The hidden secrets of TabView in iOS with SwiftUI

Apr 22, 2021

TabBar is a vital component of iOS and has been from iOS 2.0. This element appears at the bottom of the iOS and iPadOS devices and allows our app users to switch between different views or functions quickly.

It is a major element of Apple's apps like Music, Podcasts, and App Store.

SwiftUI DisclosureGroup

In SwiftUI, we have a new element name TabView instead of UITabBar in UIKit. In this post, we will look into how to use it, especially how the TabView can be used to show page indicators.

Ways to initialize TabView in SwiftUI

Right now we have two options to create a tab view with SwiftUI. We can either take control of the selected tab or avoid it whatsoever. Let's look into both of these approaches.

Create the TabView with SwiftUI

To create a TabView element, we need to pass the Content that is a list of SwiftUI views. To mark this view as a tab bar item, we need to use the tabItem view modifier passing inside a Label that describes a title and image.

Let's now put all this together in the code.

TabView {
  Text("The First Tab")
    .tabItem {
      Label("First", systemImage: "1.square.fill")
    }
  
  Text("The Second Tab")
    .tabItem {
      Label("Second", systemImage: "2.square.fill")
    }
  
  Text("The Third Tab")
    .tabItem {
      Label("Third", systemImage: "3.square.fill")
    }
}

Now we can unpack the code above. Each tab is just a Text view, and the tab item is a Label with a title and system image that is an SF Symbol.

SwiftUI DisclosureGroup

Control the selected tab programmatically

Suppose we want to control the selected tab programmatically. In that case, we need to use the second approach to initialize the method where besides the content, we need to pass a state variable that keeps the currently selected tab. Another critical step is to mark each tab with a tag modifier with a value that conforms to the Hashable protocol. This is how the SwiftUI layout engine differs between the tabs and can understand the uniqueness.

TabView(selection: $selectedTab) {
  VStack {
    Button("Move to Second Tab") {
      selectedTab = 2
    }
  }
  .tabItem {
    Label("First", systemImage: "1.square.fill")
  }
  .tag(1)
  
  VStack {
    Button("Move to Third Tab") {
      selectedTab = 3
    }
  }
  .tabItem {
    Label("Second", systemImage: "2.square.fill")
  }
  .tag(2)
  
  VStack {
    Button("Move to First Tab") {
      selectedTab = 1
    }
  }
  .tabItem {
    Label("Third", systemImage: "3.square.fill")
  }
  .tag(3)
}

Let's go over the code above step by step.

Firstly we are using the VStack views with a Button inside to select the next tab or the last the first accordingly.

Then we are using the tag modifier for each of the tab items. We are using the Int value type to keep track of the currently selected tab. We are not limited to the Int value type, which conforms to the Hashable protocol, but we can use our type if we want to. For the sake of simplicity, we are using the Int this time.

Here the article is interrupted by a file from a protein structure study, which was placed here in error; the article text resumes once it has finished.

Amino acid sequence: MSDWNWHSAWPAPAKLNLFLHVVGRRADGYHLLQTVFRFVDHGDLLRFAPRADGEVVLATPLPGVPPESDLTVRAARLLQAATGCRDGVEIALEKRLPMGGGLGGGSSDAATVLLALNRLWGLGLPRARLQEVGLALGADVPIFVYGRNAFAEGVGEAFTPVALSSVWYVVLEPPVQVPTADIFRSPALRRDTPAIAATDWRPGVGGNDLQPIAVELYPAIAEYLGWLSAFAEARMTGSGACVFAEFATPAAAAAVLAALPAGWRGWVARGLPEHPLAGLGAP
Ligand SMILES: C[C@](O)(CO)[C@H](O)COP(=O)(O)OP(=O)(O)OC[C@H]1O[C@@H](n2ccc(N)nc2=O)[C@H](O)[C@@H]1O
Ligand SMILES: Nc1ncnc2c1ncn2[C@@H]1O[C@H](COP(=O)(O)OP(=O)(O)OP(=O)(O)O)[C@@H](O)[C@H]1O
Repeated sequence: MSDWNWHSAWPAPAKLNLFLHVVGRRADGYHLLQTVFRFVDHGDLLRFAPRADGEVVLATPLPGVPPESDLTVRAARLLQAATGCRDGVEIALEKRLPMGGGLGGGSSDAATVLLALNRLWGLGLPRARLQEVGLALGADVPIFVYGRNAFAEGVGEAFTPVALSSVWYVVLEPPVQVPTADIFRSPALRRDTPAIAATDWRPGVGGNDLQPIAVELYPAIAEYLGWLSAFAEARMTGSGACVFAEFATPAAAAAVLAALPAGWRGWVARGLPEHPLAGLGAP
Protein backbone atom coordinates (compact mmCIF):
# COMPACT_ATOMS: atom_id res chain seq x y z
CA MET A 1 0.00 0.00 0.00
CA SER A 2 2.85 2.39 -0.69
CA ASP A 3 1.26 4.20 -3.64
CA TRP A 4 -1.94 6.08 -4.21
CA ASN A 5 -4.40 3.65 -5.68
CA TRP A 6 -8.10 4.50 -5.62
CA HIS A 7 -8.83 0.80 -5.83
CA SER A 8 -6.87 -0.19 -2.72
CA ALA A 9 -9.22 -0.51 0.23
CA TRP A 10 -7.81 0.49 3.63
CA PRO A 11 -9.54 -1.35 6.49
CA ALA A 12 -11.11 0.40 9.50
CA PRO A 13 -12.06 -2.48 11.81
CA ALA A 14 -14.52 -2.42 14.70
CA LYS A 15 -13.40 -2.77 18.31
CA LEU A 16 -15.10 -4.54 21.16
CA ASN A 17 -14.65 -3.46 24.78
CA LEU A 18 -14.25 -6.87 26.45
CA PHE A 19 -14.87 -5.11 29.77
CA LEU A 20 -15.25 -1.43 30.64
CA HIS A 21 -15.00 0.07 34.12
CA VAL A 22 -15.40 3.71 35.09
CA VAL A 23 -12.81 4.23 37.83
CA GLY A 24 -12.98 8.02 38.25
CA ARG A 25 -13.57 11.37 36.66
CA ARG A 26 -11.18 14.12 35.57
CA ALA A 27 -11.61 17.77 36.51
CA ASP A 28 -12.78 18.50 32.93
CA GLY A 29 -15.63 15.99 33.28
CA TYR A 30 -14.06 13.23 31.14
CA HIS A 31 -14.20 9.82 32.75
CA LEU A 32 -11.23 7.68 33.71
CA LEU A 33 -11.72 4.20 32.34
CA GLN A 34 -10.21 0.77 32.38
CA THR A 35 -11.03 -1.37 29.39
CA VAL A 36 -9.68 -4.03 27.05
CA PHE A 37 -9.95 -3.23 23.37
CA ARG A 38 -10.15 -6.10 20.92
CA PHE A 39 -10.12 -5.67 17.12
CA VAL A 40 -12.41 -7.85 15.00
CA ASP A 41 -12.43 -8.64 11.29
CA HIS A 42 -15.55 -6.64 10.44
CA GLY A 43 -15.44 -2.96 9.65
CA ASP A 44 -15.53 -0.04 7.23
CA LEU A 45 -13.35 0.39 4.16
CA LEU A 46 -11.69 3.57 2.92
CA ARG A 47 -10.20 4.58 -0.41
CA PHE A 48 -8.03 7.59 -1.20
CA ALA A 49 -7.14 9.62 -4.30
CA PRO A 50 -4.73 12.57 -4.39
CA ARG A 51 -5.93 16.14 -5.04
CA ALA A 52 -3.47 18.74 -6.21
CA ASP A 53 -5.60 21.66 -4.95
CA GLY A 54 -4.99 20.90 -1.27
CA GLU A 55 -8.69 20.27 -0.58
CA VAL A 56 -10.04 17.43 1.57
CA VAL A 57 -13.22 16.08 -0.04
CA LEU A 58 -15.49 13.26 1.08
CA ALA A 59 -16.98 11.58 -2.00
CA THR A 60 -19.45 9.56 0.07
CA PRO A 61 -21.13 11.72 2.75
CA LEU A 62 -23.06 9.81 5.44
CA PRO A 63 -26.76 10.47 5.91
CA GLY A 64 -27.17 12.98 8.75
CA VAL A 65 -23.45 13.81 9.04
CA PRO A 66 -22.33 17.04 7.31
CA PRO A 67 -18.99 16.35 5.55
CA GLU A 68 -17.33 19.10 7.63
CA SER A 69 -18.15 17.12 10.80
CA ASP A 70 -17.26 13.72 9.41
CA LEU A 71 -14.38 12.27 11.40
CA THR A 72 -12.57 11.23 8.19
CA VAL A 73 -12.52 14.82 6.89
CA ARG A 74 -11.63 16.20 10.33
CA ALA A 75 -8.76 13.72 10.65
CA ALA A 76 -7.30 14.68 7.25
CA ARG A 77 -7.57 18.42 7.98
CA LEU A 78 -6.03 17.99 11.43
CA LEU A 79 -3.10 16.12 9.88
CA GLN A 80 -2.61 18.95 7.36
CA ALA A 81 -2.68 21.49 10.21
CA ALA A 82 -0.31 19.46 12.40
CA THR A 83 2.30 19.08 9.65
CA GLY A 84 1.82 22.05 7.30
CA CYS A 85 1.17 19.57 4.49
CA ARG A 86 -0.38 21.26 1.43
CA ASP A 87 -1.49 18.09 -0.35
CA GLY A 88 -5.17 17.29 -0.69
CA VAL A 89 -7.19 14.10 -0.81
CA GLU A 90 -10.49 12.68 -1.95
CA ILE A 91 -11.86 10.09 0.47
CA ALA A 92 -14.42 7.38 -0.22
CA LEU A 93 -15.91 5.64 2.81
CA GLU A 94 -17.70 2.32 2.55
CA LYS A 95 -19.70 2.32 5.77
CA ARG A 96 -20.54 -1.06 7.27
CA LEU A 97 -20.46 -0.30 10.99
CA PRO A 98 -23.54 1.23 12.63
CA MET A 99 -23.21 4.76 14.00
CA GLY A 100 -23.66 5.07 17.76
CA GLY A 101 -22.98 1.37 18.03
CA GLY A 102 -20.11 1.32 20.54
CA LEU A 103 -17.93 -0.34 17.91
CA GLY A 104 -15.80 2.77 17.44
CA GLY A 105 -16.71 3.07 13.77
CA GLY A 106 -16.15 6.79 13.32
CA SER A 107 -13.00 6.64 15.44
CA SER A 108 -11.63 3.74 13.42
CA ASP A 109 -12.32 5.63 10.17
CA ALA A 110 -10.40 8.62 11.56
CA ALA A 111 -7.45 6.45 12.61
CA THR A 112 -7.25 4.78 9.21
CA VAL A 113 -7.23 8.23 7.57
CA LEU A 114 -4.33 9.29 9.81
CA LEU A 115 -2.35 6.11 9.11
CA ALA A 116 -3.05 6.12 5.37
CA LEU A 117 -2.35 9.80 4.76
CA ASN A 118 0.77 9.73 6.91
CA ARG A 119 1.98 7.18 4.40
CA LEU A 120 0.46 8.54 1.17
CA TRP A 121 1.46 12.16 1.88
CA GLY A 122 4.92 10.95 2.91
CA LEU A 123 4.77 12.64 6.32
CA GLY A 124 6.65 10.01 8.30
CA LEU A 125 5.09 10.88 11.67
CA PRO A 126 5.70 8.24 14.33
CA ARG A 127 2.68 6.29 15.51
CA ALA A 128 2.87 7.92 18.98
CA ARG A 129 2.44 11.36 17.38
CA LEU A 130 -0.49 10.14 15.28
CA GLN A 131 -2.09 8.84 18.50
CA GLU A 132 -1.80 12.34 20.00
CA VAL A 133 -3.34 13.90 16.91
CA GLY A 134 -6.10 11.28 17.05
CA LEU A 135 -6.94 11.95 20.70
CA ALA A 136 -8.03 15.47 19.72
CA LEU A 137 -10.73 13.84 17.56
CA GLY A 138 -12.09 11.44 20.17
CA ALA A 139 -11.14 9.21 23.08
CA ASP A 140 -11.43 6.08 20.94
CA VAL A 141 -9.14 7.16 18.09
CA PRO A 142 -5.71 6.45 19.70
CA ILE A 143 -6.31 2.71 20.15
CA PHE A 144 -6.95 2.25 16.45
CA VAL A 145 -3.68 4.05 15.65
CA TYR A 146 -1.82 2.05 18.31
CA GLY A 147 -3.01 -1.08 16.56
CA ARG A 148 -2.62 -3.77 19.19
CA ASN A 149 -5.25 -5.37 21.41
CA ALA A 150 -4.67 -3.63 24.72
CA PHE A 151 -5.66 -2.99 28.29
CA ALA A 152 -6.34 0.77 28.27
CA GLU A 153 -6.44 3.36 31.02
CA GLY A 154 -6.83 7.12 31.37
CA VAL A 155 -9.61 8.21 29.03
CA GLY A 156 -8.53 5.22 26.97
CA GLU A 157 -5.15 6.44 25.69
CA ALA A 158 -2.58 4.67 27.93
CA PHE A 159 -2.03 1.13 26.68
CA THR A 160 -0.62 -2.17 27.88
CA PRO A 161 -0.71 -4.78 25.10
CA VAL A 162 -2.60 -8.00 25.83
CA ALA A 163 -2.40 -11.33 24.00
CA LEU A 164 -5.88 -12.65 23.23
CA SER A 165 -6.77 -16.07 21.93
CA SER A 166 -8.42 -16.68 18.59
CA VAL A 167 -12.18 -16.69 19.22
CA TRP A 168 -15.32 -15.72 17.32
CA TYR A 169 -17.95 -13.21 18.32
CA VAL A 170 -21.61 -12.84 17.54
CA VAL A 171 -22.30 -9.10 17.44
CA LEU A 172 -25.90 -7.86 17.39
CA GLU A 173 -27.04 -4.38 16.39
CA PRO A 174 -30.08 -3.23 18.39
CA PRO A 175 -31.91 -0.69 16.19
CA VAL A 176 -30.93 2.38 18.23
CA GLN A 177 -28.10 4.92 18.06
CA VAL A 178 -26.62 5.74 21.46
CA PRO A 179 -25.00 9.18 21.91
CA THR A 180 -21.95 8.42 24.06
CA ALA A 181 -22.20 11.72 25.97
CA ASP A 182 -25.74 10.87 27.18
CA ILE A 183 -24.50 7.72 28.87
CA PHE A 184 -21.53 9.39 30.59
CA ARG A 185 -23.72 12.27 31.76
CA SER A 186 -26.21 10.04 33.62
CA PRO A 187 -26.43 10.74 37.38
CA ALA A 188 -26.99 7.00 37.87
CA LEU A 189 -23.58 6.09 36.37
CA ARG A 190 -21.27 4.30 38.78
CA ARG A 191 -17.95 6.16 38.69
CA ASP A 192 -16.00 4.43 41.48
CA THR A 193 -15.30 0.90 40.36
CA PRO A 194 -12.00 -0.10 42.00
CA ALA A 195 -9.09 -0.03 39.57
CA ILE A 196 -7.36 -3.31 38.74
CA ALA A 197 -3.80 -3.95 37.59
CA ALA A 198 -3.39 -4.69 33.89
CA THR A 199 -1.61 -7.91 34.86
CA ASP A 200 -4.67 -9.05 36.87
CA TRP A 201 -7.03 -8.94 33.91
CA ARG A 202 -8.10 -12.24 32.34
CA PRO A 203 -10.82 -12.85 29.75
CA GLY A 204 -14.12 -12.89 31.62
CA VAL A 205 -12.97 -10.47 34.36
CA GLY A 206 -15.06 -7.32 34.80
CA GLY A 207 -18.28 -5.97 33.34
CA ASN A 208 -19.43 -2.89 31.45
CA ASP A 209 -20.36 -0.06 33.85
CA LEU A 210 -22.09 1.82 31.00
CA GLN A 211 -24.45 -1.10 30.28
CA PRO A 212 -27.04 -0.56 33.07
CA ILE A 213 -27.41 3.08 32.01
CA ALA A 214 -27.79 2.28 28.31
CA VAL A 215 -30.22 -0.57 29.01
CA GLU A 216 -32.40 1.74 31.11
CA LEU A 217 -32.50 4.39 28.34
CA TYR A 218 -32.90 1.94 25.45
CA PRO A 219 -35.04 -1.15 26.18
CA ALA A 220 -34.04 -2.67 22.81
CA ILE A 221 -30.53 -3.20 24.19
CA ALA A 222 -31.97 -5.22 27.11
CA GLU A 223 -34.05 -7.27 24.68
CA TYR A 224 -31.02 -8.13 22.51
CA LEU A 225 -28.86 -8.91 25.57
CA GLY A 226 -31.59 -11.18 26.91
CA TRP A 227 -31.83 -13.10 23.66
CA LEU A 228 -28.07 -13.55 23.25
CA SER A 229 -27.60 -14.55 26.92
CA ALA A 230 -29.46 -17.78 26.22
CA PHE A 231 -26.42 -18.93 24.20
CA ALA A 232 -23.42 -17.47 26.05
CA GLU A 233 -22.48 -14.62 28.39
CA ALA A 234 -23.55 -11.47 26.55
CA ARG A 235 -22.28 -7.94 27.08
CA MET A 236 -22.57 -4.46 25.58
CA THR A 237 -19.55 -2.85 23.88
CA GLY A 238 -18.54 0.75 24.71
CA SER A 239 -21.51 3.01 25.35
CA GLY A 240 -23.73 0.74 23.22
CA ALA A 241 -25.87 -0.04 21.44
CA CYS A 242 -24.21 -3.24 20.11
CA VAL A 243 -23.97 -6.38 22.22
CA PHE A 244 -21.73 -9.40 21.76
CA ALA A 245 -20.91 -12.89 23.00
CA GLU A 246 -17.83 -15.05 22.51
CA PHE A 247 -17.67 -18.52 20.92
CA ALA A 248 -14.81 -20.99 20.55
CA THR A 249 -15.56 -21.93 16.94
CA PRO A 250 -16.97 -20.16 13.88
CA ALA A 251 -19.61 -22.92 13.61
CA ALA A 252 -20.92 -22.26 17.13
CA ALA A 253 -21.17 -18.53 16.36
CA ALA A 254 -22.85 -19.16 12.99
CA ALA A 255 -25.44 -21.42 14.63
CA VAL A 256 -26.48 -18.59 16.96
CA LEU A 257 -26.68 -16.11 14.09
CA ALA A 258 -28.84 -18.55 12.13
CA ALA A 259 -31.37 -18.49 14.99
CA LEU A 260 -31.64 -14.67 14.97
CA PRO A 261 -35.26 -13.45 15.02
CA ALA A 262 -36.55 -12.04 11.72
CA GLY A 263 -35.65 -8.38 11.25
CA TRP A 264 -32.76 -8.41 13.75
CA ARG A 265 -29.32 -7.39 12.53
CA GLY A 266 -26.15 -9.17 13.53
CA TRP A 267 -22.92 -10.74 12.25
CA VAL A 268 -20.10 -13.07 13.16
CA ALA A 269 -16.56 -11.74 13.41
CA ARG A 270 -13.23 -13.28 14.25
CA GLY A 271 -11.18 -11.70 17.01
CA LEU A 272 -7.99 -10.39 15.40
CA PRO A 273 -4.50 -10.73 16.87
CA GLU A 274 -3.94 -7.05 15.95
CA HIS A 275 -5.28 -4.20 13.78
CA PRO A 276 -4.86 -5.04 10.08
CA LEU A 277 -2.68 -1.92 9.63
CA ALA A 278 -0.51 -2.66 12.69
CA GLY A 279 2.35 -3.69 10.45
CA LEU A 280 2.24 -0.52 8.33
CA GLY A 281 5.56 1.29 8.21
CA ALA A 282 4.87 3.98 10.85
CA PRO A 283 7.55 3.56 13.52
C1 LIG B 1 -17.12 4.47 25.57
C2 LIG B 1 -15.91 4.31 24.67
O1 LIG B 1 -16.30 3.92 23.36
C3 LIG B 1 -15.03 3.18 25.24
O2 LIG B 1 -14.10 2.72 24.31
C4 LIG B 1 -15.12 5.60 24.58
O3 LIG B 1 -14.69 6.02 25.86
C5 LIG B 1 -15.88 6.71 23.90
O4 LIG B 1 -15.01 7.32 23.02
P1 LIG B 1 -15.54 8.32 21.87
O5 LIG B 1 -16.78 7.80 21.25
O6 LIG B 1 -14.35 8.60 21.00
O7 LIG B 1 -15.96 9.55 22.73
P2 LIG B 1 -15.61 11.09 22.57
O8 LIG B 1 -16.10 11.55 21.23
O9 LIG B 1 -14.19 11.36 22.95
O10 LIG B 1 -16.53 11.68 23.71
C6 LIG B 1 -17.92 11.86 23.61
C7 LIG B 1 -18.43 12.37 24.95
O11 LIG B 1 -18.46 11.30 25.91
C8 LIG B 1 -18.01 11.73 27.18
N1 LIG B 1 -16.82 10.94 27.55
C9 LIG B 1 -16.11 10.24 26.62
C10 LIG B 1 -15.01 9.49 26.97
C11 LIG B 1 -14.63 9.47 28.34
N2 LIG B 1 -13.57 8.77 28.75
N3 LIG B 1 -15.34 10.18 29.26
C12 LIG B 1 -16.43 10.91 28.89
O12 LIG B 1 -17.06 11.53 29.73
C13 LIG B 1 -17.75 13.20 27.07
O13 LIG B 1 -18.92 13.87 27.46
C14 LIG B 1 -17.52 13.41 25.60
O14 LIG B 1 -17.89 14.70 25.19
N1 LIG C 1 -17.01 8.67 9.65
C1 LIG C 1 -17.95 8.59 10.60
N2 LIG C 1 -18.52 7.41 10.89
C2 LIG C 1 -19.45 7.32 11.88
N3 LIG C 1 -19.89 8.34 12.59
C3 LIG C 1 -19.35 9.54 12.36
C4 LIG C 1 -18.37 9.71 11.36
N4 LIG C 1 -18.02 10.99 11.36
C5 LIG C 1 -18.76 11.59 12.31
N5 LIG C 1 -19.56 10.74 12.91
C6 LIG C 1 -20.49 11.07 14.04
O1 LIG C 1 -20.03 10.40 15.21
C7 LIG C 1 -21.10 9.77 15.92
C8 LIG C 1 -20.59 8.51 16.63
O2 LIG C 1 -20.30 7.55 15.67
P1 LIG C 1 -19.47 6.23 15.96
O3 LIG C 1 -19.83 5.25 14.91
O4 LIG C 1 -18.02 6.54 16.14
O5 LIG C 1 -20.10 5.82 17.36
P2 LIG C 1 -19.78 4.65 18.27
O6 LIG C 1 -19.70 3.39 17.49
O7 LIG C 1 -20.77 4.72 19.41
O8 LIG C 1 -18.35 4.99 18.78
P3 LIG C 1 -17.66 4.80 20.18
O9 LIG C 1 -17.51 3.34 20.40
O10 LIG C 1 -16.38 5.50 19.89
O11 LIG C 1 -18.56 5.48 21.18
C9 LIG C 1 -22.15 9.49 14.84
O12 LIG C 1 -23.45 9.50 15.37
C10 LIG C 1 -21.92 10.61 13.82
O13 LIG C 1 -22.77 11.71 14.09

Select current tab programmatically

Customize TabView

Sadly there aren't many options for customizing the TabView in SwiftUI. We can change the image and title for the tabs, but that is quite understandable.

We can change the default accent color. Let's change it to purple.

TabView {
 // ...
}
.accentColor(.purple)
SwiftUI TabView with accentColor

TabView styles in SwiftUI

In SwiftUI, we are not limited to the regular tab bar style. Right now, we have three ways how to change the TabView styles:

  • DefaultTabViewStyle - regular style that we all know;
  • PageTabViewStyle - scrolling pages with the page indicator;
  • CarouselTabViewStyle - specific style for watchOS that we're not going to look into in this post.

Create scrolling pages

To create scrolling pages with the TabView in SwiftUI, we need to call the view modifier tabViewStyle and pass an instance of PageTabViewStyle style.

TabView {
  Color.gray
  Color.green
  Color.blue
}
.tabViewStyle(PageTabViewStyle())

If we want to hide the page indicator, we specify the indexDisplayMode parameter for the PageTabViewStyle instance and set it to .never.

TabView {
  // ...
}
.tabViewStyle(PageTabViewStyle(indexDisplayMode: .never))
SwiftUI TabView with scrolling pages

TL;DR

TabBar on the bottom of the screen is one of the most important building blocks for modern iOS applications. Apple themselves is using it frequently in their apps.

With SwiftUI, this element now has the new name TabView. It allows us to add the tab view and control the currently selected tab programmatically.

The hidden feature of the TabView is that we can use it to show the multiple tabs with page indicators, and those can be controlled by scrolling between them. In UIKit, it was UIPageViewController.

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